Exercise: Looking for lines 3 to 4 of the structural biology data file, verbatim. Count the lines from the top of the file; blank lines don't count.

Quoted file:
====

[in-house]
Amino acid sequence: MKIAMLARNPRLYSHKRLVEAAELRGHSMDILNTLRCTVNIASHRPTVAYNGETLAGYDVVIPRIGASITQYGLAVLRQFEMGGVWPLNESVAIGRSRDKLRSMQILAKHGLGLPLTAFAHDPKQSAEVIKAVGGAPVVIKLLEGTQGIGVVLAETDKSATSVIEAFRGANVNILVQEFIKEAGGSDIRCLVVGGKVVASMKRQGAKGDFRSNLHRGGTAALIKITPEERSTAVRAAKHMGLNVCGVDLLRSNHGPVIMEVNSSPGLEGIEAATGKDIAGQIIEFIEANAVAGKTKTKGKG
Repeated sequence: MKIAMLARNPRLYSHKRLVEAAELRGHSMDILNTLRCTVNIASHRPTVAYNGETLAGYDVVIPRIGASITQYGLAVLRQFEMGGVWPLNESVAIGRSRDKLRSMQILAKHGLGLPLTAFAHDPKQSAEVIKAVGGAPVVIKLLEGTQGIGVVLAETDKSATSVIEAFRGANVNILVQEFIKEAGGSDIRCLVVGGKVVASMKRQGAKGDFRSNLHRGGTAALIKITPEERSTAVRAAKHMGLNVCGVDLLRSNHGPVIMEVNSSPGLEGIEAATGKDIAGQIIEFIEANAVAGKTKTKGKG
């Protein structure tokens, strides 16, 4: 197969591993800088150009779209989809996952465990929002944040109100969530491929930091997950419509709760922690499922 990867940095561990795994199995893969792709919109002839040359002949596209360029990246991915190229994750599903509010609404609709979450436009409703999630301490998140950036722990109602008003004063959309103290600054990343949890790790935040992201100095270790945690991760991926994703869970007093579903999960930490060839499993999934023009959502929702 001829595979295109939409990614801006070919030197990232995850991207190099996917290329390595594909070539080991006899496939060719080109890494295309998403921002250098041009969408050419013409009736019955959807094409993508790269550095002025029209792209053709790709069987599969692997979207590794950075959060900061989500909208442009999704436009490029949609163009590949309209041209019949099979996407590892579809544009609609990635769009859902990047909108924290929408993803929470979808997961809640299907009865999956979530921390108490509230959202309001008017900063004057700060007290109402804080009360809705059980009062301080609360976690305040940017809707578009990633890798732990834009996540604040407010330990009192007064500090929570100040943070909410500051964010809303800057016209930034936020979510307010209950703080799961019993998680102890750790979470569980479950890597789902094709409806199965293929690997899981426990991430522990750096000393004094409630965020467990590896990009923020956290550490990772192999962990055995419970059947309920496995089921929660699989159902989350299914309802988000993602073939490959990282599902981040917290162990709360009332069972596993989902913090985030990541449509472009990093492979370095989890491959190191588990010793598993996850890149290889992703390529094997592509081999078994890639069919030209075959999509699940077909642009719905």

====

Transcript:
Repeated sequence: MKIAMLARNPRLYSHKRLVEAAELRGHSMDILNTLRCTVNIASHRPTVAYNGETLAGYDVVIPRIGASITQYGLAVLRQFEMGGVWPLNESVAIGRSRDKLRSMQILAKHGLGLPLTAFAHDPKQSAEVIKAVGGAPVVIKLLEGTQGIGVVLAETDKSATSVIEAFRGANVNILVQEFIKEAGGSDIRCLVVGGKVVASMKRQGAKGDFRSNLHRGGTAALIKITPEERSTAVRAAKHMGLNVCGVDLLRSNHGPVIMEVNSSPGLEGIEAATGKDIAGQIIEFIEANAVAGKTKTKGKG
């Protein structure tokens, strides 16, 4: 197969591993800088150009779209989809996952465990929002944040109100969530491929930091997950419509709760922690499922 990867940095561990795994199995893969792709919109002839040359002949596209360029990246991915190229994750599903509010609404609709979450436009409703999630301490998140950036722990109602008003004063959309103290600054990343949890790790935040992201100095270790945690991760991926994703869970007093579903999960930490060839499993999934023009959502929702 001829595979295109939409990614801006070919030197990232995850991207190099996917290329390595594909070539080991006899496939060719080109890494295309998403921002250098041009969408050419013409009736019955959807094409993508790269550095002025029209792209053709790709069987599969692997979207590794950075959060900061989500909208442009999704436009490029949609163009590949309209041209019949099979996407590892579809544009609609990635769009859902990047909108924290929408993803929470979808997961809640299907009865999956979530921390108490509230959202309001008017900063004057700060007290109402804080009360809705059980009062301080609360976690305040940017809707578009990633890798732990834009996540604040407010330990009192007064500090929570100040943070909410500051964010809303800057016209930034936020979510307010209950703080799961019993998680102890750790979470569980479950890597789902094709409806199965293929690997899981426990991430522990750096000393004094409630965020467990590896990009923020956290550490990772192999962990055995419970059947309920496995089921929660699989159902989350299914309802988000993602073939490959990282599902981040917290162990709360009332069972596993989902913090985030990541449509472009990093492979370095989890491959190191588990010793598993996850890149290889992703390529094997592509081999078994890639069919030209075959999509699940077909642009719905």